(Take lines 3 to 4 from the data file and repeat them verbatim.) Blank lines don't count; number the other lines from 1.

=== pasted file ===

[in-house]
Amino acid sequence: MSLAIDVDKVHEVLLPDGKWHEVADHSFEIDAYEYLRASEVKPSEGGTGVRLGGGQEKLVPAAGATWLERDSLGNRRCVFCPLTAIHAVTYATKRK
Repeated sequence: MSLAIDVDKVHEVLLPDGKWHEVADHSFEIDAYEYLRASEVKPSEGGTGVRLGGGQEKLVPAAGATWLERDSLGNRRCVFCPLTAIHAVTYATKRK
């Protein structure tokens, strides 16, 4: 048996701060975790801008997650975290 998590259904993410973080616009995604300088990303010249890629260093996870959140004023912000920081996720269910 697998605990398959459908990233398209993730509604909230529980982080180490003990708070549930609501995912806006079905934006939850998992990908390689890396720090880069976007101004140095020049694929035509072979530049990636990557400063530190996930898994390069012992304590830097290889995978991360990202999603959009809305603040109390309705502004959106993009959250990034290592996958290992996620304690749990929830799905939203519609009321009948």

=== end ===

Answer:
Repeated sequence: MSLAIDVDKVHEVLLPDGKWHEVADHSFEIDAYEYLRASEVKPSEGGTGVRLGGGQEKLVPAAGATWLERDSLGNRRCVFCPLTAIHAVTYATKRK
């Protein structure tokens, strides 16, 4: 048996701060975790801008997650975290 998590259904993410973080616009995604300088990303010249890629260093996870959140004023912000920081996720269910 697998605990398959459908990233398209993730509604909230529980982080180490003990708070549930609501995912806006079905934006939850998992990908390689890396720090880069976007101004140095020049694929035509072979530049990636990557400063530190996930898994390069012992304590830097290889995978991360990202999603959009809305603040109390309705502004959106993009959250990034290592996958290992996620304690749990929830799905939203519609009321009948």